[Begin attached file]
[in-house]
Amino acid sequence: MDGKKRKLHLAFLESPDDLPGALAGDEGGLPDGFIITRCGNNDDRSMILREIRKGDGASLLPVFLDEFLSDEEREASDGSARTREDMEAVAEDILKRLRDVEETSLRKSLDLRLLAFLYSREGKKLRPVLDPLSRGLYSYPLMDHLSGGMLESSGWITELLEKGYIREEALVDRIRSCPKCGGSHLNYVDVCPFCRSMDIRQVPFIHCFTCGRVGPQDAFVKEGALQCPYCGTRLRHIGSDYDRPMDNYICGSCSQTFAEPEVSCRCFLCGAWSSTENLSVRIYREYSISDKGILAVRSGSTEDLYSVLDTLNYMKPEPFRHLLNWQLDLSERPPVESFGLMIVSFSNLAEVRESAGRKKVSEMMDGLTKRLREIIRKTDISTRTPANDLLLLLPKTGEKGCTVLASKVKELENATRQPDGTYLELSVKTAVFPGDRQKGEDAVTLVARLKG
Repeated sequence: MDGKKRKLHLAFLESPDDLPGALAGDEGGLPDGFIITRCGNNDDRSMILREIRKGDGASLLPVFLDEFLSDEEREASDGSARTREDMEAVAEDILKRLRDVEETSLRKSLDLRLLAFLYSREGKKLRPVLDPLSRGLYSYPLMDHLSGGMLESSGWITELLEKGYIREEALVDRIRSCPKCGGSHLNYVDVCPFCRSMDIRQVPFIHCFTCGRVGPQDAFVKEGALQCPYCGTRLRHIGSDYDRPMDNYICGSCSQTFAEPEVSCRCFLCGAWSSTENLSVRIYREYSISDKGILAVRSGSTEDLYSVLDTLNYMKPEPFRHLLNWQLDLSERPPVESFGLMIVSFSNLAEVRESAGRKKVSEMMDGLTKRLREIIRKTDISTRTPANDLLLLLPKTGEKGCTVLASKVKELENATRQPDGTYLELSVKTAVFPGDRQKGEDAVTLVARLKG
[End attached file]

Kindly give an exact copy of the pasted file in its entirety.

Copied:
[in-house]
Amino acid sequence: MDGKKRKLHLAFLESPDDLPGALAGDEGGLPDGFIITRCGNNDDRSMILREIRKGDGASLLPVFLDEFLSDEEREASDGSARTREDMEAVAEDILKRLRDVEETSLRKSLDLRLLAFLYSREGKKLRPVLDPLSRGLYSYPLMDHLSGGMLESSGWITELLEKGYIREEALVDRIRSCPKCGGSHLNYVDVCPFCRSMDIRQVPFIHCFTCGRVGPQDAFVKEGALQCPYCGTRLRHIGSDYDRPMDNYICGSCSQTFAEPEVSCRCFLCGAWSSTENLSVRIYREYSISDKGILAVRSGSTEDLYSVLDTLNYMKPEPFRHLLNWQLDLSERPPVESFGLMIVSFSNLAEVRESAGRKKVSEMMDGLTKRLREIIRKTDISTRTPANDLLLLLPKTGEKGCTVLASKVKELENATRQPDGTYLELSVKTAVFPGDRQKGEDAVTLVARLKG
Repeated sequence: MDGKKRKLHLAFLESPDDLPGALAGDEGGLPDGFIITRCGNNDDRSMILREIRKGDGASLLPVFLDEFLSDEEREASDGSARTREDMEAVAEDILKRLRDVEETSLRKSLDLRLLAFLYSREGKKLRPVLDPLSRGLYSYPLMDHLSGGMLESSGWITELLEKGYIREEALVDRIRSCPKCGGSHLNYVDVCPFCRSMDIRQVPFIHCFTCGRVGPQDAFVKEGALQCPYCGTRLRHIGSDYDRPMDNYICGSCSQTFAEPEVSCRCFLCGAWSSTENLSVRIYREYSISDKGILAVRSGSTEDLYSVLDTLNYMKPEPFRHLLNWQLDLSERPPVESFGLMIVSFSNLAEVRESAGRKKVSEMMDGLTKRLREIIRKTDISTRTPANDLLLLLPKTGEKGCTVLASKVKELENATRQPDGTYLELSVKTAVFPGDRQKGEDAVTLVARLKG